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Oct 19, 2006

Marie Gryphon on School Choice

Imagine, for a moment, that American cars had been free in recent decades, while Toyotas and Hondas sold at full price.  We'd probably be driving Falcons and Corvairs today.  Free public education suffers from a lack of competition in just this way.  So while industrires from aerospace to drugs have transformed themselves in order to compete, public schooling has stagnated.

-- Marie Gryphon, educational programs director at the Institute for Humane Studies and an adjunct scholar at the Cato Institute, in Business Week magazine, 16 Oct 2006


Yes, no, maybe?

01:46 AM in Quotables | Permalink


No. (Imagine that, me disagreeing with the Cato Institute.)

I got most of my education through public schools, but from 2/3 of the way through seventh grade through 9th grade, I went to a private school. Every year I was there, my standardized test scores, in comparison to others in my grade level, went down.

My experience with private schools, or at least Carolina Day School, was that they were chock full of children of wealthy families who either felt entitled or simply knew they weren't facing real economic risk in life. It was expected that everyone slacked off on homework, pissed around in class, and smoked up when bored.

National studies of test scores generally confirm this. Sure, private schools have higher standardized test scores, higher employment after graduation, fewer personal bankrupcies, and lower proportions of delinquency in their graduates. But once you correct for income, parental employment, and other SES factors, public schools match or outperform their private counterparts. In other words, if you're from a wealthy family, you're pretty much guaranteed to have higher measurable achievement no matter where you go to school. But you may actually do better in public school than you would have in private school.

Funny which examples Gryphon used to illustrate the benefits of private enterprise. The aerospace industry's innovations have been largely underwritten by their enormous defense contracts, of course. Many of the developments in civilian aviation originated as military projects. (The DC-3, champion of the skies for decades, was a WW-II knockoff, and in some cases, converted planes from actual wartime use.) The drug industry, on the other hand, has essentially piggy-backed on trillions of dollars of NIH funding since the early 80s. Commercial successes? Sure. Entirely stemming from private industry? Not so much.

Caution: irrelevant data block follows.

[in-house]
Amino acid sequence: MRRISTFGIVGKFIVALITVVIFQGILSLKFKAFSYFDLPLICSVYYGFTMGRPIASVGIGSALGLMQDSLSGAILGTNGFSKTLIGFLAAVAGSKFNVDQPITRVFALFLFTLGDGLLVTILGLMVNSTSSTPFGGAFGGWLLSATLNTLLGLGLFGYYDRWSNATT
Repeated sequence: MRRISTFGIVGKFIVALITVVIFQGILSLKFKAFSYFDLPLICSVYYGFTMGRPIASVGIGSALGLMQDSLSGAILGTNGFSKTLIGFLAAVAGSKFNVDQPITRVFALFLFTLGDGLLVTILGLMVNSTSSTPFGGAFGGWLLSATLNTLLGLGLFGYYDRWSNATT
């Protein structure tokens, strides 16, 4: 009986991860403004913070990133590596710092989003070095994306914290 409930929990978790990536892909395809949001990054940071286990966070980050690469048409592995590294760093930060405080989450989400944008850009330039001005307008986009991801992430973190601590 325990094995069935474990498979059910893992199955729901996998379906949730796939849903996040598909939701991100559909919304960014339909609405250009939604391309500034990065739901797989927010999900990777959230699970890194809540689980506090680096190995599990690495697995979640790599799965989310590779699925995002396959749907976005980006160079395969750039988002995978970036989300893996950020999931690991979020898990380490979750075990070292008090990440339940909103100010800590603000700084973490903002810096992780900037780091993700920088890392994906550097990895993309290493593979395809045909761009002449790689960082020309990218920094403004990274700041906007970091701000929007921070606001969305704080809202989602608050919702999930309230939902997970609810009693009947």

Public school teachers are motivated by something deeper than economic incentive -- the desire to work with children, the desire to help improve society, and the desire to feel fulfilled at the end of the day. Things like that do nothing but piss off the Cato types.

Posted by: Michael | Oct 21, 2006 7:20:57 PM

A qualified "yes." The main reason that private or chartered public schools are successful, in my view, is that the student body usually belongs to a self-selected group: children of parents who care about education and are simultaneously (and by definition) dissatisfied with public school offerings. There is often considerable overlap with this group and "wealthy parents," but that is far from the whole story.

I am very lucky in that I had very good educational experiences in both private and public schools in North Carolina, from kindergarten to graduate school; the first eight years of my life were spent at a very fine (and not-at-all rich or snooty) parochial school, and then it was public school (and public universities, not incidentally) from then on.

Michael, I disagree strenuously with you that "Cato types" (of which I am one, if being a libertarian/economic conservative fits your definition) have any difficulty at all with concepts like altruism, the desire to improve society, or the desire to feel fulfilled at the end of the day. That's quite a straw-man you've built there; care to elaborate on it? Most of the libertarians I know are active in their communities and work for the causes in which they believe, and most of these causes involve something other than our own private, selfish benefit.

One of the big success stories in New York City education circles, for instance, is the Toussaint Institute, a group that identifies "at risk" kids in the public school system and finds scholarship aid to get them into private or charter schools. I did volunteer work with them when I first came to New York City, and have kept in touch and offered financial support ever since.

Agreed that citing aerospace as an instance of "private enterprise" is lame, though.

Posted by: Barry Campbell | Oct 24, 2006 4:35:48 AM